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Homegrown Love: Startups That Are Helping Local Businesses Thrive

While our coverage focuses on startups, it’s important to not forget the heart of most communities: the “mom and pop” businesses, or companies focused on the local market.

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Since such businesses are stereotyped as not being very tech savvy, we’ve seen a flurry of startups focused on helping them better succeed.

Last December, we reported on how San Francisco-based Faire, which operates an online wholesale marketplace for local retailers, raised $100 million across two funding rounds led by Lightspeed Venture Partners and Y Combinator’s Continuity Fund. That prompted me to write an end-of-year prediction piece about how startups focusing on local commerce could be making a resurgence in 2019. Both articles seemed to strike a chord with readers, judging by the response I got via email and on social media. And I’ve been looking for the right time since to follow up.

Now it appears that time is here. July is kicking off with two startups focused on helping local businesses raising venture funds. Signpost announced today it has raised $52 million in a “late-stage” round of funding led by HighBar Partners and including participation from Bank of Montreal (BMO) and others. With the financing, the New York-based company has raised a total of $88.6 million over time, according to its Crunchbase profile. Signpost works to help Main Street “Mom-and-Pop” service businesses automate their customer outreach campaigns. Its main strategy is to help these businesses improve their presence on Facebook, Yelp and GoogleMaps.

Also, on July 1, San Diego-based Mercato raised $4.7 million from Greycroft and others. The company, which is in about a dozen markets including New York, Chicago and Boston, has developed an online ordering and delivery platform for independent/artisan grocery stores. Mercato has raised $8.7 million in total since its inception in 2015.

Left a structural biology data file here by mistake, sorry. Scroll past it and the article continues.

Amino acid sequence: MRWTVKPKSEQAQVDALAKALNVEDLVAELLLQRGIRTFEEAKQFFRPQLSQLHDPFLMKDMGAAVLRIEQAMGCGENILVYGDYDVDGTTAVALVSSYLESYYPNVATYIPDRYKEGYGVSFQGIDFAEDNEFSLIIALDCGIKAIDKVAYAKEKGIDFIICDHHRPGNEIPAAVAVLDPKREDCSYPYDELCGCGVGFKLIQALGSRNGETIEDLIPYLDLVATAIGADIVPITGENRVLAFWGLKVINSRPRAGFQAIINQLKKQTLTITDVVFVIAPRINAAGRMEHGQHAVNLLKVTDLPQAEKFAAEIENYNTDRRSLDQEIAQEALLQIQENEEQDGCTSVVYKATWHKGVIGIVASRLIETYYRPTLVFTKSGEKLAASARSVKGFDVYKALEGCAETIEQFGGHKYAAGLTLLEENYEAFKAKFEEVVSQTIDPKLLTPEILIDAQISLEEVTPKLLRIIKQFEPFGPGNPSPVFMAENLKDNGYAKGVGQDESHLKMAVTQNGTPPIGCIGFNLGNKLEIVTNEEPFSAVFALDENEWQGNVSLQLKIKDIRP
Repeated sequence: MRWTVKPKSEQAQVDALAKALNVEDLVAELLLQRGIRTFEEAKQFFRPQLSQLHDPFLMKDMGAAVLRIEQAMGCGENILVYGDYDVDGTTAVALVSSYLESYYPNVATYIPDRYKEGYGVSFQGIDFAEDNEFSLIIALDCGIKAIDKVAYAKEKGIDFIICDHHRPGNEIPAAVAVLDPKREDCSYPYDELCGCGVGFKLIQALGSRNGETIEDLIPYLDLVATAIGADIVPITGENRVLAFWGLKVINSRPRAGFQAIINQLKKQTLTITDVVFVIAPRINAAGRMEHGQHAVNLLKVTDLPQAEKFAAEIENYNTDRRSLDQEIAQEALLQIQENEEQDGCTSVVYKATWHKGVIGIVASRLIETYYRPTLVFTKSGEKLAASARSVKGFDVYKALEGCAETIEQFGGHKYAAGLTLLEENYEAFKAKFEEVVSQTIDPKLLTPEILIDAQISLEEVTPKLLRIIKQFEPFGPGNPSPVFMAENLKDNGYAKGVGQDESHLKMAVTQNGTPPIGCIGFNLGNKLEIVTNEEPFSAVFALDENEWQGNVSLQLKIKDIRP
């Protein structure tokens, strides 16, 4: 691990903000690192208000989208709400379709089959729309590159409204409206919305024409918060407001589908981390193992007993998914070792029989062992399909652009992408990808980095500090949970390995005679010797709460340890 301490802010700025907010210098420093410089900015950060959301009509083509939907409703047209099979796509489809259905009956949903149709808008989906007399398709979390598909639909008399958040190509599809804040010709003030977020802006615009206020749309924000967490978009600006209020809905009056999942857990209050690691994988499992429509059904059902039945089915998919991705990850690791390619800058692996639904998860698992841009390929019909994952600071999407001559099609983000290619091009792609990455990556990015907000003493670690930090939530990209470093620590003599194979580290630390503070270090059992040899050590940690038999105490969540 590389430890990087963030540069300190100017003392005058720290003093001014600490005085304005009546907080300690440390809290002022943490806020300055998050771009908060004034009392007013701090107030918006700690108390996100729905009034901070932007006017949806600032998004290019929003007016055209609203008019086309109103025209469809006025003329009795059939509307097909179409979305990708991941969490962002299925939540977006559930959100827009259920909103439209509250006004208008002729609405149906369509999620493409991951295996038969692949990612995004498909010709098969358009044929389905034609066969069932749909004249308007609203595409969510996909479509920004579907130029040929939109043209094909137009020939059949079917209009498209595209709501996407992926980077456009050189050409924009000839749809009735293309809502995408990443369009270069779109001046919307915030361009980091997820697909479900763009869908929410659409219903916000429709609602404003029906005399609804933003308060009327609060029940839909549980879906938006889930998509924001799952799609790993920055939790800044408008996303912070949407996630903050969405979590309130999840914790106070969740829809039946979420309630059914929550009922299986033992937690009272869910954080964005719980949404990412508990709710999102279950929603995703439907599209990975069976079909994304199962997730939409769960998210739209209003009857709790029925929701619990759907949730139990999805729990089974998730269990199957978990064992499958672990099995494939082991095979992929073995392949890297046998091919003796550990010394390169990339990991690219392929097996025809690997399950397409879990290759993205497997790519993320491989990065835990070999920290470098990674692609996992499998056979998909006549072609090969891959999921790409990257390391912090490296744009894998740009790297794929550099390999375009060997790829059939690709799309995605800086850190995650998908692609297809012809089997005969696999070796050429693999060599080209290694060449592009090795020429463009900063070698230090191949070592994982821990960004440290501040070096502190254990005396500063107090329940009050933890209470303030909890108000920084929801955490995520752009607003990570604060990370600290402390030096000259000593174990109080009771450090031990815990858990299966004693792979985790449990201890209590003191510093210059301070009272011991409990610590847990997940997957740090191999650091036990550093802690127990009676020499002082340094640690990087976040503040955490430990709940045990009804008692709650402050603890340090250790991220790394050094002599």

The nine-year-old startup plans to use the new capital to scale its footprint and ramp up hiring across its offices in New York, Austin and Denver, with a particular emphasis on bringing on more developers, product managers and salespeople, according to founder and CEO Stuart Wall. The company says currently, “thousands” of local businesses use its platform with the goal of getting better online reviews, increase repeat business and ultimately, boost revenue numbers. Signpost maintains that it’s able to help local businesses that usually “don’t have the time or resources” to devote to marketing. It primarily works with service-based businesses, according to Wall.

Stuart Wall, CEO of Signpost

So far, it’s been a good year for Signpost. The company says it achieved cash flow break-even earlier on, saw 43 percent YoY revenue growth in its core product (focused on SMBs, and representing about 75 percent of Signpost’s business) while achieving “less than one percent customer churn.”

Brian Peters, managing director at HighBar Partners, who will join Signpost’s board,  said in a press release that he believes “the turnkey setup and level of automation in Signpost’s platform, as well as (its) ability to follow through on reviews and engage the modern customer well beyond their first interaction is what really sets them apart.”


Besides Greycroft, existing investor Loeb Enterprises also participated in Mercato’s latest funding round. The company plans to use the new capital to expand into new markets and continue to develop its technology and services.